I finished reading Enough by John Naish. It is a sustained attack on consumerism where he questions the assumption that “more is good”, which is at the heart of modern culture and economics. I agreed with many themes in this book. To reject the hamster wheel of consumption is far from easy, practically as well as philosophically. Since he effectively argues that consumerism is a misguided attempt at hedonism, because the actual routes to happiness are not the ones people actually pursue (and this results in people in affluent countries being no happier than elsewhere). Simply put, consumerism fails to produce happiness beyond a 5 minute rush when purchasing (and the guilt soon follows, particularly in a debt based economy). Because our actions are not even based on hedonism, is there any basis to current western civilisation? It is all nihilism and distraction from ennui. The author calls “enough” by saying goals we seek (even if it is hedonism) can be found outside of consumerism.

He avoids the obvious trap of calling for action based solely on collective good. He also avoids environmentalism for its own sake. Astutely, he claims selfish and collective action is united in rejecting consumerism. The problem is to find a way to break the hold of endless consumption, given that the rational calls for restraint and environmentalism have failed. We need more than a rational argument – we need one that appeals instinctively. Part of the problem, according to Naish, is our brains are good at seeking more “stuff”, due to their ancient origins. The question is, how do we change society? If we don’t then we run out of resources, the planet over heats and millions or billions will die (probably after being displaced by environmental factors or wars for resources). A few initial thoughts are outlined about the way ahead. It seems this is a fertile area of thought: can we transition to a sustainable society? (or have I been at the “Plato” too much?) I recently discovered the de-growth movement. I will need to do further thinking and research on this. Currently, I am sceptical that a society can be formulated that is both consistent with human happiness and human psychology (look how Marxism did not consider that). But I have an solution: human happiness is really a secondary consideration, particularly given that the modern world is addicted to consumption of goods. If we are heading to a world with zero or negative economic growth, my choice is a world with billions of unhappy (or merely content) people rather than billions of dead people (which is what we will get with current policies). To be continued (I hope).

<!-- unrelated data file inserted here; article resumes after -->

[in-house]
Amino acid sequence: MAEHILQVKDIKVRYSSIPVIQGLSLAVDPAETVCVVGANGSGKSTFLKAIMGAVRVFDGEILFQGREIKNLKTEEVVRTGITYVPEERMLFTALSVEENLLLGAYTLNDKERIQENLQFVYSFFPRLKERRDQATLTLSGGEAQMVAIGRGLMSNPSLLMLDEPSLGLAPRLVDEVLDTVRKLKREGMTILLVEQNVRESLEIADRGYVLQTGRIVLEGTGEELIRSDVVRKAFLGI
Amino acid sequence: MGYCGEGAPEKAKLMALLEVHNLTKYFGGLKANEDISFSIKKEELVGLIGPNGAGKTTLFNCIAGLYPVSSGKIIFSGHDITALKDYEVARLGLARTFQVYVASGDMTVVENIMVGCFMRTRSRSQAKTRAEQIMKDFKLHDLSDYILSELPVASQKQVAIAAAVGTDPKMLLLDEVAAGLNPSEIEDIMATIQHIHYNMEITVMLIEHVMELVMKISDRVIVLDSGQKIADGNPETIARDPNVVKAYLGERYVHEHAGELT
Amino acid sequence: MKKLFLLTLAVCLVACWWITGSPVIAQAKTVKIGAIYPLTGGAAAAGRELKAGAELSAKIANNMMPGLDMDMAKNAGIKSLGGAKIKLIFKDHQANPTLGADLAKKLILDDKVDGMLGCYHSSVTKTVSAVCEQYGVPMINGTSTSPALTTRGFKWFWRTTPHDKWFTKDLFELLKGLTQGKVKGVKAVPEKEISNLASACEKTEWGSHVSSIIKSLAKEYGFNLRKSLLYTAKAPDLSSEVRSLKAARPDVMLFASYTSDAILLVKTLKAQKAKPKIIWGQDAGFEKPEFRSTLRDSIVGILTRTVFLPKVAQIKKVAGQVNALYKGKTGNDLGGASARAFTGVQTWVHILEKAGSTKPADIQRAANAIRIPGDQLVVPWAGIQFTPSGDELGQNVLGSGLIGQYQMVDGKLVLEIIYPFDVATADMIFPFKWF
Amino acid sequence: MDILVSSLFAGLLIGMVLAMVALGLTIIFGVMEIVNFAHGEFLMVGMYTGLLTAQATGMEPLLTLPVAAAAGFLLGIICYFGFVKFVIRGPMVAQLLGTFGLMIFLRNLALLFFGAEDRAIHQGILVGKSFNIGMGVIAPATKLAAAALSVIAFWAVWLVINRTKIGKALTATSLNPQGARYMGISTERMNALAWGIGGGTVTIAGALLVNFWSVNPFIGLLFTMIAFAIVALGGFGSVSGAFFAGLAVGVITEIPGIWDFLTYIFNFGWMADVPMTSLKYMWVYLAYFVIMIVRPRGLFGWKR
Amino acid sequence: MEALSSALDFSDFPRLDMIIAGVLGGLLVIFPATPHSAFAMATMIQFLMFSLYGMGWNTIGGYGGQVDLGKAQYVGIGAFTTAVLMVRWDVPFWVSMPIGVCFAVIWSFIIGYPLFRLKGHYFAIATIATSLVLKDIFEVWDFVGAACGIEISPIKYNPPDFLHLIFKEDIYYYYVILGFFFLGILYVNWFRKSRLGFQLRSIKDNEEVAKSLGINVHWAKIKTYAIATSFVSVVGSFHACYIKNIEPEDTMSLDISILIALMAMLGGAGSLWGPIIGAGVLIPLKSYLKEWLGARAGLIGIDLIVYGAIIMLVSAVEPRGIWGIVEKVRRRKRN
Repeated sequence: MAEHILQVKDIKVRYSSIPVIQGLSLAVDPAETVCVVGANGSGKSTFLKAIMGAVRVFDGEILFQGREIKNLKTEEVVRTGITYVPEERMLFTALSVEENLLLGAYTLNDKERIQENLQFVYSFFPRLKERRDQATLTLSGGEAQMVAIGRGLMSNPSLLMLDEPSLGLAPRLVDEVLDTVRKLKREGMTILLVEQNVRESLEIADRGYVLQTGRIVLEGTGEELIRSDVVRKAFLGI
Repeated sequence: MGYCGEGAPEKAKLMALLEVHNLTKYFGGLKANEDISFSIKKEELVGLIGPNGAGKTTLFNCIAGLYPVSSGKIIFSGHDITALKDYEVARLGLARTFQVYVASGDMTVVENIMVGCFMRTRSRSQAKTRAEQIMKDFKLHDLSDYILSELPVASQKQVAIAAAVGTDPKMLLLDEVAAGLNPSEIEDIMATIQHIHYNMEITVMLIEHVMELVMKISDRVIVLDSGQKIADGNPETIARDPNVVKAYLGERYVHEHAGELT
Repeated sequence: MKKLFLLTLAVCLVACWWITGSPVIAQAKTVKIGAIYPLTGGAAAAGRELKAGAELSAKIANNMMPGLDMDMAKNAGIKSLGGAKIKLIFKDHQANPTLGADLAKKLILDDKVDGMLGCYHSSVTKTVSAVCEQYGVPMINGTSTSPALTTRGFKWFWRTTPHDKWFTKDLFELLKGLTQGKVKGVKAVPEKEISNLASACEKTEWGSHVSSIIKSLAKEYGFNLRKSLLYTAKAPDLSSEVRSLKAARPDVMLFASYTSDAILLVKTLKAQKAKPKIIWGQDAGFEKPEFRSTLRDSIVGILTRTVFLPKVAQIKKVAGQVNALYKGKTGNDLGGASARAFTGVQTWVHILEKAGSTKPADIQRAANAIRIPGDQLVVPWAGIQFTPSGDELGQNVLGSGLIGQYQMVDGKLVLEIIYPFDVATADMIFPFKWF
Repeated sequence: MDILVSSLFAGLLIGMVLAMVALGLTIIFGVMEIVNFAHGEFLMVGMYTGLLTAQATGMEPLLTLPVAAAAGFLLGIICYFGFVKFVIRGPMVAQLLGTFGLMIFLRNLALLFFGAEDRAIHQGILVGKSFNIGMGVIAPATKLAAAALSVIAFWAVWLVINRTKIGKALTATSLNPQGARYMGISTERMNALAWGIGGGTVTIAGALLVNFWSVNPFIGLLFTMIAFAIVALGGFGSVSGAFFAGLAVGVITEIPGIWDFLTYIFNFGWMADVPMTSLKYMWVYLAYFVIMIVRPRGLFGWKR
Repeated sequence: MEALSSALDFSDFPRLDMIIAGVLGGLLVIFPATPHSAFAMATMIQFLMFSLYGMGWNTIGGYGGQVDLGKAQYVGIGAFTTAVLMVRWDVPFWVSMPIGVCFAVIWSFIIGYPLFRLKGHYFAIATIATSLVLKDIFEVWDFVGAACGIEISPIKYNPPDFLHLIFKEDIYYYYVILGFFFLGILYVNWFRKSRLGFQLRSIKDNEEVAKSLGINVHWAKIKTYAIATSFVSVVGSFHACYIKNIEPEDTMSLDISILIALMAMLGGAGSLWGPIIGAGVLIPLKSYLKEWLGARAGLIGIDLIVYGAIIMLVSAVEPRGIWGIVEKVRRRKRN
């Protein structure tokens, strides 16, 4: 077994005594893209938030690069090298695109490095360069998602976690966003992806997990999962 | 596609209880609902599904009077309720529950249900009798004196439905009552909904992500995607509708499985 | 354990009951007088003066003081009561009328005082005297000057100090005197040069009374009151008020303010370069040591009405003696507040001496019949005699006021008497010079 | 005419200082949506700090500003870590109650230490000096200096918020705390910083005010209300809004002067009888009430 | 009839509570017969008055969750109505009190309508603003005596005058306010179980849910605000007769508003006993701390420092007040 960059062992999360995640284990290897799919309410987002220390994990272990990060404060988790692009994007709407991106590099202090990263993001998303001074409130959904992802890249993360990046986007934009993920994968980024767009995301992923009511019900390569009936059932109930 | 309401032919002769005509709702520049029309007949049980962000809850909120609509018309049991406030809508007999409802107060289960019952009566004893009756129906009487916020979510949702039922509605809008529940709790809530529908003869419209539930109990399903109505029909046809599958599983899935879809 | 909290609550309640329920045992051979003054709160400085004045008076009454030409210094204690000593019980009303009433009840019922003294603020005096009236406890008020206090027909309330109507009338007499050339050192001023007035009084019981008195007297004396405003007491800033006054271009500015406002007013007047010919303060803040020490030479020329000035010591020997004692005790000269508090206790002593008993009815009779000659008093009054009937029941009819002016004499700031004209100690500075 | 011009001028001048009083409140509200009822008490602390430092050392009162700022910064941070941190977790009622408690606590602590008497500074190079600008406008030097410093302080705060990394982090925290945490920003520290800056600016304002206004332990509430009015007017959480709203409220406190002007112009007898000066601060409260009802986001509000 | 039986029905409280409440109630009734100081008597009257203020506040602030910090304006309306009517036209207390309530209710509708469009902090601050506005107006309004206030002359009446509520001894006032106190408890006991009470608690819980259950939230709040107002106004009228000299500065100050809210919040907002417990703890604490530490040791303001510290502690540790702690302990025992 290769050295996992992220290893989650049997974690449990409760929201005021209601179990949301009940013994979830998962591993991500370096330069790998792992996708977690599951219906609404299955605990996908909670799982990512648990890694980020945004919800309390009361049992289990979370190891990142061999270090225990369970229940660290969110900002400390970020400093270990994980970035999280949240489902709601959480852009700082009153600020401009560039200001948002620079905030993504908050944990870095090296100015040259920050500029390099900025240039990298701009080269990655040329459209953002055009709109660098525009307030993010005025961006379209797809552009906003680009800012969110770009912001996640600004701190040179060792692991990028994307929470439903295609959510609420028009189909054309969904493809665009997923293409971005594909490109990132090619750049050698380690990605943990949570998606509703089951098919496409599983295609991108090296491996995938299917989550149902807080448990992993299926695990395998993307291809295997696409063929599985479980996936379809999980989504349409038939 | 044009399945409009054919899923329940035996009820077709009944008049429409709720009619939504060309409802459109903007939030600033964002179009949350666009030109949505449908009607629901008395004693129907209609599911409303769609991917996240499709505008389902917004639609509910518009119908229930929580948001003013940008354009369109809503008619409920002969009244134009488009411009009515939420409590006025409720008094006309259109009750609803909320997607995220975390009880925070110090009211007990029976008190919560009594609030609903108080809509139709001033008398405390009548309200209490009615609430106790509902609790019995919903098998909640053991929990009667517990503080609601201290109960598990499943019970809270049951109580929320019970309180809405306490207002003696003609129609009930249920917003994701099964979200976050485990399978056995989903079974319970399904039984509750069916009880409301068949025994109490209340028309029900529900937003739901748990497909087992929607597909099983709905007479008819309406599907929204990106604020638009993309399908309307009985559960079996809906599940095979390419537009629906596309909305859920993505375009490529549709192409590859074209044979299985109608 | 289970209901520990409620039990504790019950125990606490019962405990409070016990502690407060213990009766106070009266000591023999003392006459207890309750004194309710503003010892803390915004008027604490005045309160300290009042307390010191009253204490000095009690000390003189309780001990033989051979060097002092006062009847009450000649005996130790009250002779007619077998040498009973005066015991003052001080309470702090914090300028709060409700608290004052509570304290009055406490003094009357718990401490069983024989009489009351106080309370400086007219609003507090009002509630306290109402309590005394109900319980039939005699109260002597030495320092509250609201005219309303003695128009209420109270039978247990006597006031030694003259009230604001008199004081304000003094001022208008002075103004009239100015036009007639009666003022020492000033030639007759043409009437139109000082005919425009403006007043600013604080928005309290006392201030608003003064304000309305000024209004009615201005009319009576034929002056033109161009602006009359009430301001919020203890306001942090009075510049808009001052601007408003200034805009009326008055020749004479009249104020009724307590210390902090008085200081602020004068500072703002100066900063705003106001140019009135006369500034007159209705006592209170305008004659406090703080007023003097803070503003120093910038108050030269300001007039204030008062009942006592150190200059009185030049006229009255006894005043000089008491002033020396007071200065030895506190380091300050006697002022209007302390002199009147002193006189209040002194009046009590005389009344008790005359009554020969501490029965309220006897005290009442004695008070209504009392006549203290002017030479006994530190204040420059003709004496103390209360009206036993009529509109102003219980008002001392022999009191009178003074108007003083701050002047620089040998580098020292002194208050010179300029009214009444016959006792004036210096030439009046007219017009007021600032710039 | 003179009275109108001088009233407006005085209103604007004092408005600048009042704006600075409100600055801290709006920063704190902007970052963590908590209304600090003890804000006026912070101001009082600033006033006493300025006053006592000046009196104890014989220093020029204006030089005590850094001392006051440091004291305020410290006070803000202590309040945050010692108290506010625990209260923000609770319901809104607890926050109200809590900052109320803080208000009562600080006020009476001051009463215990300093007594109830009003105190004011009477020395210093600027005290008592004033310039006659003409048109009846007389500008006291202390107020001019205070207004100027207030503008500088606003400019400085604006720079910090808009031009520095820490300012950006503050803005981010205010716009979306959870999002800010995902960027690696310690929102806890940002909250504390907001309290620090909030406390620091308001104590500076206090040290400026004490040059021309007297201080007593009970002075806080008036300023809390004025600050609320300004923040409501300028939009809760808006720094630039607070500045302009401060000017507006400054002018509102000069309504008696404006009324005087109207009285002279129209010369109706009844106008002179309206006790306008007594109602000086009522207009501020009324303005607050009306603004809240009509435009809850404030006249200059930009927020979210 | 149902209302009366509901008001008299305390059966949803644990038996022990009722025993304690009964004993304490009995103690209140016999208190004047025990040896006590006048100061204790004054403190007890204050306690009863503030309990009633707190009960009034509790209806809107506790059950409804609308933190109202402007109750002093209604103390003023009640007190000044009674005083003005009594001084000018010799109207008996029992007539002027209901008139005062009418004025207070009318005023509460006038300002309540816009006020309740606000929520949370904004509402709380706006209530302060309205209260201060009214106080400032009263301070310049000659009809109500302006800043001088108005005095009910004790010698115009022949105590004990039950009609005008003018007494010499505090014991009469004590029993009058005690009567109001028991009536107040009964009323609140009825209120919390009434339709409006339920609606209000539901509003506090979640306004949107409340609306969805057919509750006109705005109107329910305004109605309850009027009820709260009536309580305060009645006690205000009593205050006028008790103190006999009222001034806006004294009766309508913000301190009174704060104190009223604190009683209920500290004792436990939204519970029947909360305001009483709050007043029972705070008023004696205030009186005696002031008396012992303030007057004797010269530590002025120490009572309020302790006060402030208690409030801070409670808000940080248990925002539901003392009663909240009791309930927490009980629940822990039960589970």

Anti Citizen One

PS I am sure the Roman Empire did not expect it would collapse…